Remission will utterly elude you if you do not incorporate brain re-training into your recovery efforts. It would be nice if re-feeding and rest alone just whisked you into ‘normal’, but it doesn’t.

What is brain re-training? It’s the process of attention, learning and practicing. Many psychotherapeutic treatment modalities (approaches) incorporate those three facets. Variation in the modalities has to do with which existing behaviors get attention, and what new behaviors are learned and practiced until they are ingrained.

Most eating disorder patients are best served when their counselor or therapist is trained in multiple treatment modalities. The treatment modalities with scientific evidence to support their use in treating eating disorders include: exposure and response prevention (ERP), dialectical behavior therapy (DBT), cognitive behavioral therapy (CBT) and enhanced cognitive behavioral therapy (CBT-e), integrative cognitive affective therapy (ICAT), eye movement desensitization and reprocessing (EMDR), mindfulness based stress reduction (MBSR) and motivational interviewing (MI). These modalities are not one-size-fits-all, so it is best to do a bit of online research on what they entail and what they are best targeted to treat.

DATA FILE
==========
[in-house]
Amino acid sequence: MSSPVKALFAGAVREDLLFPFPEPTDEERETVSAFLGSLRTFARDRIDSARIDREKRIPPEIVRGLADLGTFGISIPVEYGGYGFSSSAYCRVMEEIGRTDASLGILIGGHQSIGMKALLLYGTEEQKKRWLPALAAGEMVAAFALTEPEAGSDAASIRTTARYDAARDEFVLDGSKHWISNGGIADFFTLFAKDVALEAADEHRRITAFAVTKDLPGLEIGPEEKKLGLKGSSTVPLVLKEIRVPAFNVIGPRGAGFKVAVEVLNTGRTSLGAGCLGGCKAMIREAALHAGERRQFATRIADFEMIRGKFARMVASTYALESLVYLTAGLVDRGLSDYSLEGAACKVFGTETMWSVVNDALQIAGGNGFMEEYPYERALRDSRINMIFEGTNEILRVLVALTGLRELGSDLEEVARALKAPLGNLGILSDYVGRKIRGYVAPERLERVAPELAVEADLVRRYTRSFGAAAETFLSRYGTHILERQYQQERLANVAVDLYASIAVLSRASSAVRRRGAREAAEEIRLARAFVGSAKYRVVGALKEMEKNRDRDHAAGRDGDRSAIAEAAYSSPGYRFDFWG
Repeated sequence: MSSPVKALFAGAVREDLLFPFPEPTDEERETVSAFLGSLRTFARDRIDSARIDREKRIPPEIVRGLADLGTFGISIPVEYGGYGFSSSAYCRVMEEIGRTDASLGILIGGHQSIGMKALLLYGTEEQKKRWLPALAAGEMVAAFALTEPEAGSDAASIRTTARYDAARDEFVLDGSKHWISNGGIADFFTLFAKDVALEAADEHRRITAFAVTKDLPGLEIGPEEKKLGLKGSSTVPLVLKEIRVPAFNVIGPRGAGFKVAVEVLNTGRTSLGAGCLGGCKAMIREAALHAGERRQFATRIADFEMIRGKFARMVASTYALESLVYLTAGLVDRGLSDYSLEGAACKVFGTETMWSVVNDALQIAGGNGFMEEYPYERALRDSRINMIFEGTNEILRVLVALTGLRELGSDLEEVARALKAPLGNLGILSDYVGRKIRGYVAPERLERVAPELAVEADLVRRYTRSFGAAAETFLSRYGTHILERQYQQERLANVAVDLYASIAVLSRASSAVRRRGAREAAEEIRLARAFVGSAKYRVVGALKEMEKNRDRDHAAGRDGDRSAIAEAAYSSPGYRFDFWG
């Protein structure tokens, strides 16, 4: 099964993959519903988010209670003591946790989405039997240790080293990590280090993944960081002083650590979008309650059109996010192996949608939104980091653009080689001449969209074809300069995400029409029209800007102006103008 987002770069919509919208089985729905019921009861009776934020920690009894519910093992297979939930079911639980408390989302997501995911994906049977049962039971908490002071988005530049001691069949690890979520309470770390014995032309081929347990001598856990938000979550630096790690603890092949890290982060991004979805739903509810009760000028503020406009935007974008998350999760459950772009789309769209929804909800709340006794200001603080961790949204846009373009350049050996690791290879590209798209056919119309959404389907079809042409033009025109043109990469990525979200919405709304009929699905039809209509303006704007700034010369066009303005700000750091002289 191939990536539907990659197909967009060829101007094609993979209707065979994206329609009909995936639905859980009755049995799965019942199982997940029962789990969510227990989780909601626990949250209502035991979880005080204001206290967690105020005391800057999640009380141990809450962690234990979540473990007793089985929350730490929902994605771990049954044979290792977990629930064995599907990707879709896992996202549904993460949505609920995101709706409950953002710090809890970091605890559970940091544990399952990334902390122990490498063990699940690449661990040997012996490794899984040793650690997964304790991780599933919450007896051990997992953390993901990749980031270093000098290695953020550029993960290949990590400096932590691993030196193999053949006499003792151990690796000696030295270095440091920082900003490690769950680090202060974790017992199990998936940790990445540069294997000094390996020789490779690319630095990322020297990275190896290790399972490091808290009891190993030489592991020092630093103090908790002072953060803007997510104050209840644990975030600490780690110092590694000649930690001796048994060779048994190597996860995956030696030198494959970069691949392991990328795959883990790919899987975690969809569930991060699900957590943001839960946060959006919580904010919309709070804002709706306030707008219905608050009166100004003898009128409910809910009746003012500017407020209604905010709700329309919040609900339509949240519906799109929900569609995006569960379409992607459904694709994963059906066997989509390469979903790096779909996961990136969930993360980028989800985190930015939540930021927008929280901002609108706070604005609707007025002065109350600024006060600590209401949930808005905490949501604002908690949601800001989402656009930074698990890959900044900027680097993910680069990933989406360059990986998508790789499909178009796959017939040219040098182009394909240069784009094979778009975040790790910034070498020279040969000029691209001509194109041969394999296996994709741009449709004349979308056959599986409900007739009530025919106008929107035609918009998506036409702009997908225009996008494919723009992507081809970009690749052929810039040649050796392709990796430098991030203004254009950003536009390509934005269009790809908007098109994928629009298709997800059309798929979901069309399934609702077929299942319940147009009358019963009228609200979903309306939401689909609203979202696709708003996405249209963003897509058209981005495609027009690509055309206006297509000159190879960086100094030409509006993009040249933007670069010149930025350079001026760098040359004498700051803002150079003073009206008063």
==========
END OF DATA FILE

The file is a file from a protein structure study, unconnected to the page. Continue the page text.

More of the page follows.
If the therapist is steeped in cultural norms that define hierarchies of food (good food/bad food), ‘healthy’ choices, and a weight-centric approach to recovery, then she cannot help patients reach full remission, although harm reduction is likely possible. With such a therapist, you will get quickly mired in recover, but not too much. Most counselors and therapists are neither dietitians nor physiotherapists and it will be your first warning sign that you may not be well supported if your therapist provides dietetic or exercise advice.

Food and rest are central to recovery. So while you don’t want a therapist acting as a dietitian or physiotherapist, you do need her to focus on the fact that food avoidant behaviors are enacted because a) food is misidentified as a threat and b) the avoidant behaviors are also providing a host of other mood- and thought-modulating benefits that have to be identified, given attention and addressed as needed.

Therapy should feel a bit like walking into an intermediate class for something in which you are an absolute beginner. The therapist acts as a bit of an interpreter sitting beside you so that you aren’t completely lost in the class and you are given some encouragement despite all the initial confusion you face.

Thankfully, brains are designed for this process. In fact, they even have powerful systems to draw you towards the attention, learning and practice necessary for mastery of any new skill or behavior.

We crush a lot of the natural pull towards this process in our current educational systems. Given that many with eating disorders are, due to the temperament predispositions that go with the condition, very often steeped in lots of formal education, they are used to the competitive grading structures that mean an absolute dichotomy of either being right or wrong.

I think this 2-minute video sums up precisely what your brain re-training experience should be with the right therapist or counselor for you. Watch closely how the girl in this video reacts to failure, how she is coached and how she experiences success: